When I was cruising through some pages that we like to frequent here at Glen Oaks Health and Spine, I couldn’t help but notice a short article over at http://www.stopsportsinjuries.org/ entitled “Pre-Season Conditioning Helps Prevent Hamstring Injuries” which can be found at:
http://www.stopsportsinjuries.org/LinkClick.aspx?fileticket=A_-4yLDJn2M%3d&tabid=263 (PDF Format)
The author of the article is David Geier, MD and I feel greatly that he has written a very to the point article that did NOT focus on stretching of the hamstrings. The article caught my eye because they flavor of the week here with Dr. Kemenosh and Dr. Gross has been hamstring pain, weakness, and low level tears which are mostly attributed to our runners competing in the recent area races, like the regional Cross Country Races, The Rothman 8K, and the Gore-Tex Philadelphia ½ and Full Marathon. One of the best statements that Dr. Geier makes in this article is as quoted:
“By far, the biggest risk factor for a hamstring strain is a history of prior injury. A soccer player who previously suffered a hamstring strain is more than twice as likely to suffer another injury. Inadequate recover and rehabilitation from the original injury and return to play too quickly could play a role. It is believed that even with a comprehensive rehabilitation program, an athlete’s chance of recurrent injury is still high.”
The article has other great points and goes on to talk about that the best prevention for a hamstring injury is identifying imbalances in athletes BEFORE issues arise and furthermore, correcting muscle imbalances in athletes who have had previous hamstring injuries. Dr. Geier states in his article that performing agility and trunk stability rehabilitation will also help athletes avoid future hamstring issues, however this needs to be done BEFORE a season starts and that you cannot wait until preseason to start trying to improve your core, trunk, and hamstring strength. The article also does not mention stretching of the hamstring and looks more towards sports specific conditioning PRIOR to preseason practices. Dr. Geier also states that inside of sports specific conditioning should include sprinting, interval running, acceleration drills, and eccentric hamstring strengthening are better for hamstring injury prevention, and while he does not say against what other methods, it’s fairly certain he is not advocating for hamstring stretching or concentric hamstring movements as many common machines at the gym encourage. Here at our office, we also like to include eccentric loading of the glutes to strengthening the posterior kinematic chain. Exercises that we commonly use to help strengthen the posterior chain include Box Squats, Goblet Squats, Nordic Hamstring Curls, and an exercise we call the Bird Dog which focuses on keeping a neutral spine during the movements.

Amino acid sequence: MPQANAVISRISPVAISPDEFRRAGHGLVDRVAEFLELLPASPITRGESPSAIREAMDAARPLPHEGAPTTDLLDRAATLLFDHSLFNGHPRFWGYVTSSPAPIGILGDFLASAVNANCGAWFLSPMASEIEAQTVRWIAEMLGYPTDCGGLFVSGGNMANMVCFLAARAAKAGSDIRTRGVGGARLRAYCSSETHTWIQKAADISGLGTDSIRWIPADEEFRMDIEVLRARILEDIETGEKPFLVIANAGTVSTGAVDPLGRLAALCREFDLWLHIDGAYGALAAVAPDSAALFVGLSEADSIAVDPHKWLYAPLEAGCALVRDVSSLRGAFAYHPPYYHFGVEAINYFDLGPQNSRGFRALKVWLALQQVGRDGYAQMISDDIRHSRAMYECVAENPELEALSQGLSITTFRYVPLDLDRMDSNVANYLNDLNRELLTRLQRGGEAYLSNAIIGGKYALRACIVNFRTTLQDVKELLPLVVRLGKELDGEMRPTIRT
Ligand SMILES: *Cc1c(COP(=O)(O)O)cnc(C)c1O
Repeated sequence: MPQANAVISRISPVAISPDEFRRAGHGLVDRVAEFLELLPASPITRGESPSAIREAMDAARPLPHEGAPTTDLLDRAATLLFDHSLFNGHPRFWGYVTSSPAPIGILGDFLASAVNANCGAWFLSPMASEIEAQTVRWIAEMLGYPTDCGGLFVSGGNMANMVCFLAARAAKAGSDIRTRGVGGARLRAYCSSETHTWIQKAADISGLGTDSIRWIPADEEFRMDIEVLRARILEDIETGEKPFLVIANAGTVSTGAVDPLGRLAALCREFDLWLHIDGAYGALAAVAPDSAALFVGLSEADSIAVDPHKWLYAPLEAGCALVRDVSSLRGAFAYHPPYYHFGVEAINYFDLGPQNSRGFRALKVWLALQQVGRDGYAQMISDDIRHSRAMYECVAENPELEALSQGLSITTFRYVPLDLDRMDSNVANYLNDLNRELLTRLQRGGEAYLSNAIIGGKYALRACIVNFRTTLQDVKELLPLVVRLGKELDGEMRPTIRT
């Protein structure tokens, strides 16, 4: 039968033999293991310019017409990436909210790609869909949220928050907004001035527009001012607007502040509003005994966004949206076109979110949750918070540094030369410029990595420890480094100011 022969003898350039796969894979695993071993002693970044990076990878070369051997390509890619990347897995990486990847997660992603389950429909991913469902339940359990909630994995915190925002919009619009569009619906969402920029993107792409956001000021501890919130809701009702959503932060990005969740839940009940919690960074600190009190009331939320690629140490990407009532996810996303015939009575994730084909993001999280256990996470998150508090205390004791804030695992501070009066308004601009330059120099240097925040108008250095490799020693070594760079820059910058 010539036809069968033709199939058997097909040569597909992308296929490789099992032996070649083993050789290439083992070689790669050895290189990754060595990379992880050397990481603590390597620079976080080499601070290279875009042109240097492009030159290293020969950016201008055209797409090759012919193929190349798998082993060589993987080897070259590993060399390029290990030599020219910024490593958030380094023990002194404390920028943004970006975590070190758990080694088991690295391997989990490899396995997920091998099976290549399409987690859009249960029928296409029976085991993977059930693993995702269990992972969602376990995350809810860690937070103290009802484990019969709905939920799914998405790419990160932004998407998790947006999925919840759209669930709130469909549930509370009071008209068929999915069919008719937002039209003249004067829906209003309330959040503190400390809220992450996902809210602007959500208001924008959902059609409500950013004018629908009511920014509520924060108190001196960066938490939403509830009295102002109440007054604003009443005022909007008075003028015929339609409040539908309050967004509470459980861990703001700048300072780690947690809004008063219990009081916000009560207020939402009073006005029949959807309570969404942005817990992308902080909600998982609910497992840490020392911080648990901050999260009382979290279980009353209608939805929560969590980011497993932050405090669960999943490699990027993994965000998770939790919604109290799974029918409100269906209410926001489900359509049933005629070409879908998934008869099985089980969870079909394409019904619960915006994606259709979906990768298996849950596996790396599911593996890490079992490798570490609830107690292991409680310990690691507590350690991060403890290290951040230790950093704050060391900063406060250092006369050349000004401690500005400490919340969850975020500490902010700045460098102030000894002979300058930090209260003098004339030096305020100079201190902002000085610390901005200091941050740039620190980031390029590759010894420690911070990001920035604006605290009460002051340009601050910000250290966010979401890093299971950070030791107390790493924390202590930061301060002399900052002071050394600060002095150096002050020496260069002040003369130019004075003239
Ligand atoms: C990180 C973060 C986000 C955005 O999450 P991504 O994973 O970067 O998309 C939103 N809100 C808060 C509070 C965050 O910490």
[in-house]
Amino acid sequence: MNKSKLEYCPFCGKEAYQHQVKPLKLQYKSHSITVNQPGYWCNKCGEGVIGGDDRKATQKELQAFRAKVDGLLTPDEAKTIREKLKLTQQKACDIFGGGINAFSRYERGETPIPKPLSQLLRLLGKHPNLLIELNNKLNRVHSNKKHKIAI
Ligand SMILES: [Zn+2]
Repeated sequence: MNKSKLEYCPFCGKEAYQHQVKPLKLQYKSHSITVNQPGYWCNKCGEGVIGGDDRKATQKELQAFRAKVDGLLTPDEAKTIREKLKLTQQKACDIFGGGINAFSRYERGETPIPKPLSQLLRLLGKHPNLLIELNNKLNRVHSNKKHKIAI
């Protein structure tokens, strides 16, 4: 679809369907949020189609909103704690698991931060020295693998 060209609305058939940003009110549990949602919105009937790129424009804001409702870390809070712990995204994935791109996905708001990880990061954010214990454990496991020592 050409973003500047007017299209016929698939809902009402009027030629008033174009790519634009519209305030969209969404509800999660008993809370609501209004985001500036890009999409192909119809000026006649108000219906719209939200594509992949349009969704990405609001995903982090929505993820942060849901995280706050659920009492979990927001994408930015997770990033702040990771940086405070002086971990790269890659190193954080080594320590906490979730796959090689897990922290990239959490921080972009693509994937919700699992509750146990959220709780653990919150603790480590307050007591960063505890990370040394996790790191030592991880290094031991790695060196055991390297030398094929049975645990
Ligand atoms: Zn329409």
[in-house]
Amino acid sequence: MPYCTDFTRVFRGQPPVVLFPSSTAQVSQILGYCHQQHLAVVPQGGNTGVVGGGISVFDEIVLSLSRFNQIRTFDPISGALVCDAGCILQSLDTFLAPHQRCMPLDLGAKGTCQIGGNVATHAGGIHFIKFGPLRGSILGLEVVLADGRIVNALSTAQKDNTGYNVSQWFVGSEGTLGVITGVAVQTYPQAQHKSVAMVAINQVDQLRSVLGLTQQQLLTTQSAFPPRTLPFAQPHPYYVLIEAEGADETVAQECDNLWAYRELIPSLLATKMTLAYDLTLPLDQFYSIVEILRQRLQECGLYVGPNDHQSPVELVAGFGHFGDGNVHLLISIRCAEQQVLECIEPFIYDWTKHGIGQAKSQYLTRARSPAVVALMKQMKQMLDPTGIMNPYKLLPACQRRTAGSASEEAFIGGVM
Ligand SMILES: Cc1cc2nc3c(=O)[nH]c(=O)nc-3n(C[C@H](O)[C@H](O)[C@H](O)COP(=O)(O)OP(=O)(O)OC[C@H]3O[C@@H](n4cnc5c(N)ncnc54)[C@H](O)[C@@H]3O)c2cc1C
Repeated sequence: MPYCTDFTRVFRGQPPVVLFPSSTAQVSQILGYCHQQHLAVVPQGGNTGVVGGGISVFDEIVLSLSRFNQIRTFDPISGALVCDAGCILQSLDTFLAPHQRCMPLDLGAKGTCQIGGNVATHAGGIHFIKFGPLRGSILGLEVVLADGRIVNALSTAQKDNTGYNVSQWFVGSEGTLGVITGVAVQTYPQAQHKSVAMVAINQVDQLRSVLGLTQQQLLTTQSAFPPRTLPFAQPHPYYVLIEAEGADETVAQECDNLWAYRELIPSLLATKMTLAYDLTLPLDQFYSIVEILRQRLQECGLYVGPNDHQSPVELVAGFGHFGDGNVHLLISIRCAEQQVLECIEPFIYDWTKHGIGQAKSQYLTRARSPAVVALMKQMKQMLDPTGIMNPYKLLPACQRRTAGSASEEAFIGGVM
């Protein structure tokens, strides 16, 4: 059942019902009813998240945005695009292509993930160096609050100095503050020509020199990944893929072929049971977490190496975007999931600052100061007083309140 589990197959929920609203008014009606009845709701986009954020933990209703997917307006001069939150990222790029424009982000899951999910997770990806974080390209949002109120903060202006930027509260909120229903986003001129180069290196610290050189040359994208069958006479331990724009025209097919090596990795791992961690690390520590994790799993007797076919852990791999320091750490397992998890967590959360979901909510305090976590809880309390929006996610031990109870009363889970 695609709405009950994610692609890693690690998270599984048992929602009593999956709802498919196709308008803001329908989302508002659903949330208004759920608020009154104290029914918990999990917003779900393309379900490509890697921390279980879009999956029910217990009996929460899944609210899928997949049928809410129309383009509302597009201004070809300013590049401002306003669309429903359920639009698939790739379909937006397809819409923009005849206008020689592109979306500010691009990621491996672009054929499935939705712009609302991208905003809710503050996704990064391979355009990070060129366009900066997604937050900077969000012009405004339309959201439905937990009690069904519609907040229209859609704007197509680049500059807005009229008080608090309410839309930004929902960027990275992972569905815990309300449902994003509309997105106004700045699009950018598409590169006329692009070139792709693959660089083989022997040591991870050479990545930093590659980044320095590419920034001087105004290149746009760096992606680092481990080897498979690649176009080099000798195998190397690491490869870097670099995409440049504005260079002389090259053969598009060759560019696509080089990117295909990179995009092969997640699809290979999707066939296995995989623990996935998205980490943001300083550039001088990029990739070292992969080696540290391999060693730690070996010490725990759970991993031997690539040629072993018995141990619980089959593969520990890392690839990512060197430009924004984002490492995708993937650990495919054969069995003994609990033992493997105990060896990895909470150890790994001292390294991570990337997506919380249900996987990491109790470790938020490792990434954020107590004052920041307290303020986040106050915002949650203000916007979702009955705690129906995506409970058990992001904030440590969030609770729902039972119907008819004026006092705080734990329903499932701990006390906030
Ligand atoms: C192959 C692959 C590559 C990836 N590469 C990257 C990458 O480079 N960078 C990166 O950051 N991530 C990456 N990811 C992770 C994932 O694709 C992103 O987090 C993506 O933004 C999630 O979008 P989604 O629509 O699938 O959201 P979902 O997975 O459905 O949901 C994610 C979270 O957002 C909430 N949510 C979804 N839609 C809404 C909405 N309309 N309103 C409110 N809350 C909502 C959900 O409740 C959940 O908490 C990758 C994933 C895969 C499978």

Commonly we see issues related to the low back, hamstrings, and the gluteal muscle groups as they are all closely tied together and if one set is weak, after getting the patient out of a painful stated, we aim to correct movements and strengthening the supporting cast of muscles around the area. If you feel that are you having issues with your low back, hamstrings or gluteal muscles, we really enjoy working these areas and would like a chance to see you.
Tired of dealing with hamstring injuries? Get in contact with us! We may be able to help! 856-228-3100